Monday, 25 February 2008

McDowell's Kant VI

We have come to my final post in this series on McDowell's Kant. Earlier I argued that the two-tier approach reduces Kant’s picture to the Lockean view, according to which the understanding is not active in experience but only in the judgements we make based on experience. Once the understanding has been removed from experience, we are left simply with raw sense-impressions that are now presumed to serve as a basis for judgement. But this means that sense-impressions must rationally constrain one’s empirical beliefs, which just is the “Myth of the Given” as Sellars understood it.

The alternative approaches I considered, {STRATEGY1} and {STRATEGY2}, are the Kantian analogues to the coherentist and bald naturalist positions respectively. Both conceive of the relationship between sense-impressions and beliefs as being merely causal. However, there are important differences between the two. {STRATEGY1} still preserves the notion of the understanding as the domain for rational inferences. But on {STRATEGY1}, sense-impressions can only exert causal but no rational (or justificatory) influence on the activities of the understanding. As Davidson’s famously (or is that infamously?) puts it, “only beliefs can justify beliefs.” On this view, the content of any one of our beliefs is determined solely by its relation to other beliefs, since the sense-impression (striped of all rational currency) can no longer determine their content. McDowell sees this view as ultimately self-defeating since it prevents us from “so much as making sense of the notion of a belief at all."(McDowell [1994]. p. 9.) {STRATEGY2} dispenses with the understanding altogether, reducing the entire chain leading from sense-impressions to empirical beliefs and judgements to a set causal relations. The price of {STRATEGY2} is that we are forced to give up the idea that rational relations are sui generis. In brief, according to {STRATEGY2}, saying that A justifies B is on a par with saying that A causes B.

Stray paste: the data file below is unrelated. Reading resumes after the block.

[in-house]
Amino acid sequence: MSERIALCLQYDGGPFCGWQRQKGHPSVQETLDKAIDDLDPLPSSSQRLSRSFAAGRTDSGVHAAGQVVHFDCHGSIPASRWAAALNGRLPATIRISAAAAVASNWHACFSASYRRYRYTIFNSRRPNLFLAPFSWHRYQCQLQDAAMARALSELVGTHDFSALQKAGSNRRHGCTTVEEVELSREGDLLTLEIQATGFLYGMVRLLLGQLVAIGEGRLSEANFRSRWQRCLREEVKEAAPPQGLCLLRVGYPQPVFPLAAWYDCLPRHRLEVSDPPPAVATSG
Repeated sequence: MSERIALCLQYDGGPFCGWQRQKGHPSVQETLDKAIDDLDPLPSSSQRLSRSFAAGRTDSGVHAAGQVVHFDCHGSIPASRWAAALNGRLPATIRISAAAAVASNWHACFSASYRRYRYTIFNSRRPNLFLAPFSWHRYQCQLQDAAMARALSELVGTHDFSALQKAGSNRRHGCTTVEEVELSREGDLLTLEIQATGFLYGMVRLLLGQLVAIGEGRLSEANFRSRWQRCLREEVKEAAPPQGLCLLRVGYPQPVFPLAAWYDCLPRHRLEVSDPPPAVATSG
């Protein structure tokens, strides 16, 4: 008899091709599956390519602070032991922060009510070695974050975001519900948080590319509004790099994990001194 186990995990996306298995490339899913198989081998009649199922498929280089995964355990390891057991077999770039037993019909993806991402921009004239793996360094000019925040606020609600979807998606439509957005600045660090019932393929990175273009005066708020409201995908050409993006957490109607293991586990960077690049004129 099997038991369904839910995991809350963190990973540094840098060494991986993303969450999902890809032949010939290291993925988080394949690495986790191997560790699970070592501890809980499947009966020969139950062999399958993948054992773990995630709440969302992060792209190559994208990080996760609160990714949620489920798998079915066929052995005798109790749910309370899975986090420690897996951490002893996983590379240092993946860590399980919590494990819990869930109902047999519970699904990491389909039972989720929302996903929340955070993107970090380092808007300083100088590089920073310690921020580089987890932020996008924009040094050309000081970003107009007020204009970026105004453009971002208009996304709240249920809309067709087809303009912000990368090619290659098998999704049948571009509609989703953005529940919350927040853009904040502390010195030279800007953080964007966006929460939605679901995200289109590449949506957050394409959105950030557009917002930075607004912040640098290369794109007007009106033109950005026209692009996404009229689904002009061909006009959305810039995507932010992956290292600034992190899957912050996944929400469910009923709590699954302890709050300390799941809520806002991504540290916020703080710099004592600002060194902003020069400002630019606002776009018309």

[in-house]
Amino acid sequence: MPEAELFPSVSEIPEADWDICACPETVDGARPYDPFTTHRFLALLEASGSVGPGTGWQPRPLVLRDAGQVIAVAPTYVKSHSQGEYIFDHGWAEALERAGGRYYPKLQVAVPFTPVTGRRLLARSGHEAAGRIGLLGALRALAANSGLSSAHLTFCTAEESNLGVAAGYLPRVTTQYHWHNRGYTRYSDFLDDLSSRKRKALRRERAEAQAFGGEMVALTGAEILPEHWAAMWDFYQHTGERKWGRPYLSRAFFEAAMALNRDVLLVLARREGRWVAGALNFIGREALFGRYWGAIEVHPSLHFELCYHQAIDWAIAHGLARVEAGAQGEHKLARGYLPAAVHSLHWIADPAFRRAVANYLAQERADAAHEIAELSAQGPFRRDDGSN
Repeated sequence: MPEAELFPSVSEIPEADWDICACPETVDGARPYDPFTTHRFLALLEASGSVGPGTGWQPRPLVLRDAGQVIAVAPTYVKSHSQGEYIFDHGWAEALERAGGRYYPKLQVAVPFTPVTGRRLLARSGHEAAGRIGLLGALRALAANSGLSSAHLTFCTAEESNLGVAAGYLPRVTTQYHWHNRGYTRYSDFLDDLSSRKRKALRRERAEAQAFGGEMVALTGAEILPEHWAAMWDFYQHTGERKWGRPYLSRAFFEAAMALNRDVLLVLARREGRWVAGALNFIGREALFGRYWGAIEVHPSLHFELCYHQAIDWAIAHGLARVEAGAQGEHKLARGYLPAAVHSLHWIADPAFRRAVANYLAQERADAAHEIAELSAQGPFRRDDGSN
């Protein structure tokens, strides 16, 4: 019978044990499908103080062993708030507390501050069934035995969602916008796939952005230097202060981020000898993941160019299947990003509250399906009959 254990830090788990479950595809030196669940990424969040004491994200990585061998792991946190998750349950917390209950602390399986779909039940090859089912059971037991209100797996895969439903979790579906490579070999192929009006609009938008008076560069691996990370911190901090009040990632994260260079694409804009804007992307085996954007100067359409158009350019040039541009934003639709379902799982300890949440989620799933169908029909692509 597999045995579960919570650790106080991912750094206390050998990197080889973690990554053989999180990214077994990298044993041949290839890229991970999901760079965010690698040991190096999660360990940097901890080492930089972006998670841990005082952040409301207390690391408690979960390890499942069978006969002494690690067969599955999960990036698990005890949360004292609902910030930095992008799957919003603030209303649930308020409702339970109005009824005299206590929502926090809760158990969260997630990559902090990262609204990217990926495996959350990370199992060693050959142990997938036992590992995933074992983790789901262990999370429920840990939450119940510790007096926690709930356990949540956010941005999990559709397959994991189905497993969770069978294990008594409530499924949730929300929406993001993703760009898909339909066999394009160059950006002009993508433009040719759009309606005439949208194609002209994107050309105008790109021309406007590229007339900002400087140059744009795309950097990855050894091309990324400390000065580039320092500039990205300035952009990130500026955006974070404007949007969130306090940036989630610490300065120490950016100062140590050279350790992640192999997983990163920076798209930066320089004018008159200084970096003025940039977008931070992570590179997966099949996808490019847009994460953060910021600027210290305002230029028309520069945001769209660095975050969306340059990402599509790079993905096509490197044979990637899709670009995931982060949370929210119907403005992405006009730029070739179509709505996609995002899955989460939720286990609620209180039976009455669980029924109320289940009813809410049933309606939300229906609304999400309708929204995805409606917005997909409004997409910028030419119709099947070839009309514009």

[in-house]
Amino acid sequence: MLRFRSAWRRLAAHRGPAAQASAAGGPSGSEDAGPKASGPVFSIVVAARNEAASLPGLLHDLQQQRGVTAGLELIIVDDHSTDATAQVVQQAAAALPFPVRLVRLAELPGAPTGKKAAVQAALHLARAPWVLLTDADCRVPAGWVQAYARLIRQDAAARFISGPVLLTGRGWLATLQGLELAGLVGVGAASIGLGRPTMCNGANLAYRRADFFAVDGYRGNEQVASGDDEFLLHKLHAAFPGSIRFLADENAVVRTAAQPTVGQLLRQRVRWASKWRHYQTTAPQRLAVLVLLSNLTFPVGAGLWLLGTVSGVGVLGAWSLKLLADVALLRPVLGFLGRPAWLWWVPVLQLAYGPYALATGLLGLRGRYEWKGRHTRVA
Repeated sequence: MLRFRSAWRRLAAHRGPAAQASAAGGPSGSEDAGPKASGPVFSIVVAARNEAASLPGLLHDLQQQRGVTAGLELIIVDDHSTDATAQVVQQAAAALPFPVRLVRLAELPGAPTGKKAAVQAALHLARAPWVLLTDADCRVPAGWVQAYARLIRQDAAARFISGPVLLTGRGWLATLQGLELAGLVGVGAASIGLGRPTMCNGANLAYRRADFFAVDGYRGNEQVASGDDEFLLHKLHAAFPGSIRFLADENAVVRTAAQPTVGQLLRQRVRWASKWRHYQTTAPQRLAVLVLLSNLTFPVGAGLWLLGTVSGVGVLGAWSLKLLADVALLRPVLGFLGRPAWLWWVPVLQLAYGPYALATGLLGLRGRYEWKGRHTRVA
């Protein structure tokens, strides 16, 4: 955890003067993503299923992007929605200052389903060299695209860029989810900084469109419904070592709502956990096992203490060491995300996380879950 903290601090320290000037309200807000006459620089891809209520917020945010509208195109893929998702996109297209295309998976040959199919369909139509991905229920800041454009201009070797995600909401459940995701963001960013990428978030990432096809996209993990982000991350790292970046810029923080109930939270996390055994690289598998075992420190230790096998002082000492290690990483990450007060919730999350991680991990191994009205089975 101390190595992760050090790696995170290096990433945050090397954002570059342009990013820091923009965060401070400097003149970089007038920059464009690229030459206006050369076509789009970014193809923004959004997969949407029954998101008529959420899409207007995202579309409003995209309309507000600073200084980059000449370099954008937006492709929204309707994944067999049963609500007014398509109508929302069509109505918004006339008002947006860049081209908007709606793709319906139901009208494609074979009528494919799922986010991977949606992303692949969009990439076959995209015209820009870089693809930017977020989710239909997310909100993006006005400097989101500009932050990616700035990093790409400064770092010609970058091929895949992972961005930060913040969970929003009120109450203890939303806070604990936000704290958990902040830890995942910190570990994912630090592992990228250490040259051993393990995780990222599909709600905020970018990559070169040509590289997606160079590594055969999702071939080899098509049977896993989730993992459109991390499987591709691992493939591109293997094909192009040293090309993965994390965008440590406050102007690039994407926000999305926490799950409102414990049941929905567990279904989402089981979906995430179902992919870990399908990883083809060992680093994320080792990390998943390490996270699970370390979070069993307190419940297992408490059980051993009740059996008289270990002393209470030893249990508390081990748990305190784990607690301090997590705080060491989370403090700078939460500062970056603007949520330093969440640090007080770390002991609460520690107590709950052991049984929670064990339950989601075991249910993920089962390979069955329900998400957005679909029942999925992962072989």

According to McDowell, the problems articulated in (Q1) and (Q2) never arise if we conceive of sense-impressions as themselves having conceptual content (McDowell [1994], pp. 9-10). Thus understood, it at once becomes clear how sense-impressions can stand in justificatory or evidential relation to beliefs and endow our beliefs with empirical content. McDowell sees Kant as pointing towards (if not actually arriving at) a solution along these very lines: